but it’s just a t-shirt…

We are in the process of  building our new SA store, and it came time to order some apparel, so we got in touch with mark Michaelsen from Dry UV, who has done nearly everything we have ever sold or bought for crew gear. He’s just the best.

But he said it is getting really hard to get clothing these days, and really expensive. For example there is a cool white polyester hoody that we have used, and  given today’s situation, they cost $57 each for a blank!  That means after printing logos and such, we’d have to sell them for $100 a pop – who in the hell is going to buy a hoody (albeit an awesome SA hoody) for $100 bucks??  Here is why:

China ran out of containers about a month ago. No containers, no shipments can leave the factory and head to the port. The ports like Seattle, Oakland and Los Angeles/Long Beach are way behind offloading due to Covid restrictions. With the freighter backup, customs got slammed all at once and there are only so many customs officers to process the paperwork and inspect the inbound shipments. This slows the rate at which the now empty containers can head back to China. Normally, those same containers are supposed to carry Midwest grain back to China but the shipping companies are so desperate, all of the containers are trickling back to China empty.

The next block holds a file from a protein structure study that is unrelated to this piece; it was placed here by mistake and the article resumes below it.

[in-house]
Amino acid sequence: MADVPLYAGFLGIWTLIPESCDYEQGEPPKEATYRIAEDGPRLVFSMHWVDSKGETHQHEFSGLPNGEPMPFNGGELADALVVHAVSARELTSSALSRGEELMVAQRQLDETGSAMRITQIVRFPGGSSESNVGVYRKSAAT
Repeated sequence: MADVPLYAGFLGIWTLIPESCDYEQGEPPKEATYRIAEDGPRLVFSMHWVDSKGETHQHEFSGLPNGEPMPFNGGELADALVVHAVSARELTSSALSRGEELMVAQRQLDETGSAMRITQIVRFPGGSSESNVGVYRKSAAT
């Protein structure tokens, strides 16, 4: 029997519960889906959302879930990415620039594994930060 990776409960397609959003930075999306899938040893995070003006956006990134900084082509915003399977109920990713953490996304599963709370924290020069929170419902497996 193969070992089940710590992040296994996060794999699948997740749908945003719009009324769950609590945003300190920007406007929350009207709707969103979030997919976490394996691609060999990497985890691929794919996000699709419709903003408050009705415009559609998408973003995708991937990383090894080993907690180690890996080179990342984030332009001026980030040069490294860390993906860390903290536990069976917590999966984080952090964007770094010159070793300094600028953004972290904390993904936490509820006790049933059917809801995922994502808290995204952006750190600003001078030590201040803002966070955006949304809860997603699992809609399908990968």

This slow delivery of containers back to China has put the shipping companies in double jeopardy. The pace at which Diesel fuel is skyrocketing means that by the time the empty containers do (and some have) make it back to China, the pre-negotiated container rates from 2019 and 2020 that the big shippers work out with the shipping companies in advance, means that if the ship sails, it will cost the shipping company more to move the freight due to fuel costs than they make on the now obsolete rates.  Good or bad, the shipping companies are now refusing to set sail as they are losing money on every run. Complete cluster f*ck.

You would think that the massive apparel manufacturers like Gildan and Jerzees would have a backup plan in central America…and they do (Well, they did) until not one but two Category 5 hurricanes slammed Honduras last Fall. This destroyed the huge factories and more importantly, took out infrastructure like roads and power and water. When you remove the largest apparel manufacturer in the world from the supply chain it puts massive inventory pressure on those who are left to fill the giant void.

All of those companies get their supplies from the far East or Central America. No ships, no containers, and air freight is 800% more expensive than surface. The image file is off Seal Beach, CA where 41 ships are awaiting offload at the ports of Los Angeles or Long Beach, CA. Guess where prices are going on the remaining inventory? You guessed it.

Sky is the limit right now. Fortunately DryUV and DryShirt still make a fair amount of gear right her in the USA.  After 30 years in this business we can source the most cost effective apparel with the best of them. Give us a shout- [email protected] or call toll free 1-888-379-7447 ext 2.